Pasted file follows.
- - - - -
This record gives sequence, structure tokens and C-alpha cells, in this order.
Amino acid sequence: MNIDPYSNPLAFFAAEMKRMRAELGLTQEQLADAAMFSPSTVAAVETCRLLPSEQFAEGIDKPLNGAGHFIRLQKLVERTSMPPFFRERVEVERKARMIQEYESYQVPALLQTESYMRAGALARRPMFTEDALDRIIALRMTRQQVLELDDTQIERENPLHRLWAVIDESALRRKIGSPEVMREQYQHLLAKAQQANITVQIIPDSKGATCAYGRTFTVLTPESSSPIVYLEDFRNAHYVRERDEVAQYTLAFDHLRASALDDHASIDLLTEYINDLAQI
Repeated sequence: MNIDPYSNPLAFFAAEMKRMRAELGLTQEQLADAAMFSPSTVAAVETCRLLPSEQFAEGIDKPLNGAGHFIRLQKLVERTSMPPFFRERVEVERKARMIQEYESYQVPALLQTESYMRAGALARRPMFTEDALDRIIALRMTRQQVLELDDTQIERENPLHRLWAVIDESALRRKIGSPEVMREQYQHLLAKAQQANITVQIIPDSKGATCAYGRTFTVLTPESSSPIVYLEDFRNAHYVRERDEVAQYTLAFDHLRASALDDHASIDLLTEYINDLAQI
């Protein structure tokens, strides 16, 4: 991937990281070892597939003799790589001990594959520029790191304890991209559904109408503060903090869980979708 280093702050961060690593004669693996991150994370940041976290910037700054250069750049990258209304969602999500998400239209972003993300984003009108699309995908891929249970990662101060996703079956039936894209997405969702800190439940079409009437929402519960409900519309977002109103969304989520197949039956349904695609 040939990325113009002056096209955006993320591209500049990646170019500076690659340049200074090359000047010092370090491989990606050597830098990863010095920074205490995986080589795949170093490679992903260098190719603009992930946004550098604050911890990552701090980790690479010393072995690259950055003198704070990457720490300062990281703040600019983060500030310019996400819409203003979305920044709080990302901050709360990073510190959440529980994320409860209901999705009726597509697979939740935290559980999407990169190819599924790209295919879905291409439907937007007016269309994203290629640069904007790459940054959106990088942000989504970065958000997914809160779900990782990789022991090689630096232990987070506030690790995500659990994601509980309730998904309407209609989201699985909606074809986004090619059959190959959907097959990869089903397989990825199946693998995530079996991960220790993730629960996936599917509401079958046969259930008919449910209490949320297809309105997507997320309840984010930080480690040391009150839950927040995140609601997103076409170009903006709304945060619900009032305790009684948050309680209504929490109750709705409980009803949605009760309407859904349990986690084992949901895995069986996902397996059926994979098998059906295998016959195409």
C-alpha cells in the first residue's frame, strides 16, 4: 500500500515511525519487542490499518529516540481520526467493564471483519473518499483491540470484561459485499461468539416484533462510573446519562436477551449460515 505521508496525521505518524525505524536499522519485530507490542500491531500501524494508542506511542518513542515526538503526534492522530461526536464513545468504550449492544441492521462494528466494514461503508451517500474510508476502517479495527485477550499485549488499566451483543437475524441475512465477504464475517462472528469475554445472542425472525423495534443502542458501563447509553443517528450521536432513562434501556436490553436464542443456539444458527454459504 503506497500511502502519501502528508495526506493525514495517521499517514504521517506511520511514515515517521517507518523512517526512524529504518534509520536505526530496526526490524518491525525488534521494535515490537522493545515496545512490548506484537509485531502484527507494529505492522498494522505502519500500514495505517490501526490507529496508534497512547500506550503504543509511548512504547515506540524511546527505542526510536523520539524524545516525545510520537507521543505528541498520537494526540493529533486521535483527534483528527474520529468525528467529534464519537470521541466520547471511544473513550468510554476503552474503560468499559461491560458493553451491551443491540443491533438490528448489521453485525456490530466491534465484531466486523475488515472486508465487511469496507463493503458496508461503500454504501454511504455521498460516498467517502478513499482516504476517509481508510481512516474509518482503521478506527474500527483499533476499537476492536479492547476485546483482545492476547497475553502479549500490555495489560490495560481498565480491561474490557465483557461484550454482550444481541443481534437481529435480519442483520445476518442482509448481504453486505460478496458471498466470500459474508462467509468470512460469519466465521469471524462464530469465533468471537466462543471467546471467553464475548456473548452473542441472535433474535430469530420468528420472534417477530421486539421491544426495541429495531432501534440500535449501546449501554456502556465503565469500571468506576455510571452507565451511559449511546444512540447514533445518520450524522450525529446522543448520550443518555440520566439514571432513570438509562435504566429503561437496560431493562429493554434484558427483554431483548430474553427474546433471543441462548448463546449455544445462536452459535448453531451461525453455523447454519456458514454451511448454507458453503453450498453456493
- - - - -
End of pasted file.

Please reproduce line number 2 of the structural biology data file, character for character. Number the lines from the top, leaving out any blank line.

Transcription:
Amino acid sequence: MNIDPYSNPLAFFAAEMKRMRAELGLTQEQLADAAMFSPSTVAAVETCRLLPSEQFAEGIDKPLNGAGHFIRLQKLVERTSMPPFFRERVEVERKARMIQEYESYQVPALLQTESYMRAGALARRPMFTEDALDRIIALRMTRQQVLELDDTQIERENPLHRLWAVIDESALRRKIGSPEVMREQYQHLLAKAQQANITVQIIPDSKGATCAYGRTFTVLTPESSSPIVYLEDFRNAHYVRERDEVAQYTLAFDHLRASALDDHASIDLLTEYINDLAQI